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arXiv:1110.2491v2 [hep-ph] 28 Dec 2011
Preprint typeset in JHEP style - HYPER VERSION
OU-HEP-111006
Coupled Boltzmann calculation of
mixed axion/neutralino cold dark matter
production in the early universe
Howard Baera, Andre Lessaband Warintorn Sreethawonga
aDept. of Physics and Astronomy, University of Oklahoma, Norman, OK 73019, USA
bInstituto de F´ ısica, Universidade de S˜ ao Paulo, S˜ ao Paulo - SP, Brazil
E-mail: baer@nhn.ou.edu, lessa@fma.if.usp.br, wstan@nhn.ou.edu
Abstract: We calculate the relic abundance of mixed axion/neutralino cold dark matter
which arises in R-parity conserving supersymmetric (SUSY) models wherein the strong
CP problem is solved by the Peccei-Quinn (PQ) mechanism with a concommitant ax-
ion/saxion/axino supermultiplet. By numerically solving the coupled Boltzmann equa-
tions, we include the combined effects of 1. thermal axino production with cascade decays
to a neutralino LSP, 2. thermal saxion production and production via coherent oscillations
along with cascade decays and entropy injection, 3. thermal neutralino production and
re-annihilation after both axino and saxion decays, 4. gravitino production and decay and
5. axion production both thermally and via oscillations. For SUSY models with too high a
standard neutralino thermal abundance, we find the combined effect of SUSY PQ particles
is not enough to lower the neutralino abundance down to its measured value, while at
the same time respecting bounds on late-decaying neutral particles from BBN. However,
models with a standard neutralino underabundance can now be allowed with either neu-
tralino or axion domination of dark matter, and furthermore, these models can allow the
PQ breaking scale fato be pushed up into the 1014−1015GeV range, which is where it is
typically expected to be in string theory models.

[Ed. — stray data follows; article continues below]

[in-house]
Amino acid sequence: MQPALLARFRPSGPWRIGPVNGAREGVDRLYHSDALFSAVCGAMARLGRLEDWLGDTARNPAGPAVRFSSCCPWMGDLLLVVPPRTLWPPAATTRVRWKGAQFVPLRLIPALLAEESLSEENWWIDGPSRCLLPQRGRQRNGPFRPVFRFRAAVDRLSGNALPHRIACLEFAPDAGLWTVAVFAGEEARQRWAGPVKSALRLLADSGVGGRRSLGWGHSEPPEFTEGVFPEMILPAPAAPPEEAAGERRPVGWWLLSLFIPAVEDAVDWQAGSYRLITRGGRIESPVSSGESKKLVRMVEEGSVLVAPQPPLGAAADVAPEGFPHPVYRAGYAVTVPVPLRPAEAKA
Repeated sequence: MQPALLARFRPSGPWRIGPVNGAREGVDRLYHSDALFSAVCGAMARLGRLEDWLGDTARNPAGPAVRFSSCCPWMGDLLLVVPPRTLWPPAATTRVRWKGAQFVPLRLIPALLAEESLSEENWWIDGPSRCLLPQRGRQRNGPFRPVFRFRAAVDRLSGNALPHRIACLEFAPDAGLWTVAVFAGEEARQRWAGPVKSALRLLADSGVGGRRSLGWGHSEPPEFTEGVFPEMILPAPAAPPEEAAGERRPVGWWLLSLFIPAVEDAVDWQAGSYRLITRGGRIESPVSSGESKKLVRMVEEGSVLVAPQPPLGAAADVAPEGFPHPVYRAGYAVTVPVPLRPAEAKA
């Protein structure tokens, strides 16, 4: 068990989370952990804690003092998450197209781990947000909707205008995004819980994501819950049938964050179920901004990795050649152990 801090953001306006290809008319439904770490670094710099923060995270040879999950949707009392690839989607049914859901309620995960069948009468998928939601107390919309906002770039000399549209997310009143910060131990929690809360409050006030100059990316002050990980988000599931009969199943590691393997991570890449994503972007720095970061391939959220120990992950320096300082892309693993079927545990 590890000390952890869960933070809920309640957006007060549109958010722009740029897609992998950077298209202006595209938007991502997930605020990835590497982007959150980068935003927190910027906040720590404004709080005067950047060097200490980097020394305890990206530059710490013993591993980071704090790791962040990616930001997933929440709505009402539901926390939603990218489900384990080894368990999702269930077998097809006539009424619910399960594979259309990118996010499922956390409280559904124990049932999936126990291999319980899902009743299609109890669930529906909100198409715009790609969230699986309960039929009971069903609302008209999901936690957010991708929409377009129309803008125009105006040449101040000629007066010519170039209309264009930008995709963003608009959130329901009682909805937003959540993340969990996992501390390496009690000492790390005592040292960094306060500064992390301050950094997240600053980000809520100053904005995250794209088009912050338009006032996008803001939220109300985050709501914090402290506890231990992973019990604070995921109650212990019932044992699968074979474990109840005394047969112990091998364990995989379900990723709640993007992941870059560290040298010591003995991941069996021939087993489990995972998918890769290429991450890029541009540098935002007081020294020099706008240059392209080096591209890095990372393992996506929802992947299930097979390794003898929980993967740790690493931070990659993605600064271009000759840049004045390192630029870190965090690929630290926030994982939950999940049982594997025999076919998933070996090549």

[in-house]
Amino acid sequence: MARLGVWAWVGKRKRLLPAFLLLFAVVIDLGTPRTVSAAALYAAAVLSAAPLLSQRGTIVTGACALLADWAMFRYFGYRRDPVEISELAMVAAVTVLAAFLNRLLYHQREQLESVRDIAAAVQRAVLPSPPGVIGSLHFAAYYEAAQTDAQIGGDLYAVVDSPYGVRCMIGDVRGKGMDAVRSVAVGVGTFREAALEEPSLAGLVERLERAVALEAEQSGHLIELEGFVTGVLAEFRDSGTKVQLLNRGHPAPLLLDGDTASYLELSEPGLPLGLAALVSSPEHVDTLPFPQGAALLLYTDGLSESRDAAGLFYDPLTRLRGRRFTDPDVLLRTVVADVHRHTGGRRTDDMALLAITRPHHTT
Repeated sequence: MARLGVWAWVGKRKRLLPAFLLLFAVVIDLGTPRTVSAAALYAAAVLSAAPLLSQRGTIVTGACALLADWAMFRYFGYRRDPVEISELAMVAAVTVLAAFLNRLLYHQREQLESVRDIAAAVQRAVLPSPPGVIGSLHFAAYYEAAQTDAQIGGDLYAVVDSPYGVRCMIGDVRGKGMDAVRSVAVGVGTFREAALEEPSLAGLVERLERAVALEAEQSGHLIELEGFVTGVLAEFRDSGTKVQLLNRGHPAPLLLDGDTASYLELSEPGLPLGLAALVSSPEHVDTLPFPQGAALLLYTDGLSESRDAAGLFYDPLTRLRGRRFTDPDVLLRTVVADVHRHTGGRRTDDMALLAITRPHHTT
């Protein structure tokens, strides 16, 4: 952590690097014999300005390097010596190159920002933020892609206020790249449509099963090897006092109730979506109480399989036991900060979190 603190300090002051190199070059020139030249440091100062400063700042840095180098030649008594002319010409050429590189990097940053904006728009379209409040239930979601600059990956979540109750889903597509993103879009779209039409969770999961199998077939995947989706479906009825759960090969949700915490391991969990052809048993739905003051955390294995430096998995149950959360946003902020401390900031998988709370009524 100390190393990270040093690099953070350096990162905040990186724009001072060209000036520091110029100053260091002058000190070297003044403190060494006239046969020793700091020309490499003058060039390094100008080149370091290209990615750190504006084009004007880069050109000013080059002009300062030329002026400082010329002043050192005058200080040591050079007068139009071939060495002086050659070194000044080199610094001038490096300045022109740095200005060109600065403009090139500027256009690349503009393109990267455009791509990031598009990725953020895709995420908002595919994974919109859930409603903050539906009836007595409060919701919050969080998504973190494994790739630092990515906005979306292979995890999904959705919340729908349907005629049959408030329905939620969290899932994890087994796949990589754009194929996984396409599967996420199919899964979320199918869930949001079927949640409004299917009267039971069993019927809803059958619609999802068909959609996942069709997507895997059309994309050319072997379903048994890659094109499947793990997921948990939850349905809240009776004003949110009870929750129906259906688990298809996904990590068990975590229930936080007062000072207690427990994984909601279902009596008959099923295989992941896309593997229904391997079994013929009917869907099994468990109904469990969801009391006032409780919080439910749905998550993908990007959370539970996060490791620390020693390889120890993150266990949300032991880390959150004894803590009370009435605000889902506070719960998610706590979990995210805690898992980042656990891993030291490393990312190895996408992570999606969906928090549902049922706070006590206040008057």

Keywords: Supersymmetry Phenomenology, Supersymmetric Standard Model, Dark
Matter, Axions.
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1. Introduction
The Standard Model (SM) of particle physics is beset by two afflictions: 1. in the scalar
(Higgs) sector of the theory, quadratic divergences require large fine-tunings of electroweak
parameters which depend on the scale Λ below which the SM is regarded as the correct
effective field theory of nature and 2. in the QCD sector of the theory, the Lagrangian
term
¯θ
32π2FAµν˜Fµν
required by ’tHooft’s solution to the U(1)Aproblem is constrained to a value¯θ ? 10−10
to gain accord with measurements of the neutron EDM[1]. The first of these is solved
by the introduction of softly broken weak scale supersymmetry (SUSY) into the theory[2]
(which receives some indirect support from the measured values of gauge couplings at
LEP[3] and from global fits to precision electroweak data[4]), while the second problem
is solved by the introduction of a global U(1)PQPeccei-Quinn (PQ) symmetry broken by
QCD anomalies[5], which requires the existence of an (“invisible”) axion[6, 7], with mass
expected in the micro-eV or below range[8]. Solving both problems simultaneously requires
supersymmetrization of the SM (usually via the Minimal Supersymmetric Standard Model,
or MSSM) along with the introduction of an axion supermultiplet ˆ a into the theory. The ˆ a
supermultiplet contains an R-parity-even spin-0 saxion field s(x) along with an R-parity-
odd spin-1
2axino ˜ a(x), in addition to the usual pseudoscalar axion field a(x):
L ∋
A
(1.1)
ˆ a =s + ia
√2
+ i√2¯θ˜ aL+ i¯θθLFa,(1.2)
in 4-component spinor notation[2].
In such a theory, it is expected that SM superpartner particles with weak scale masses
should emerge, along with a weak scale saxion, whilst the axino mass is more model de-
pendent, with m˜ a∼ keV-TeV being expected[9]. The axion, saxion and axino couplings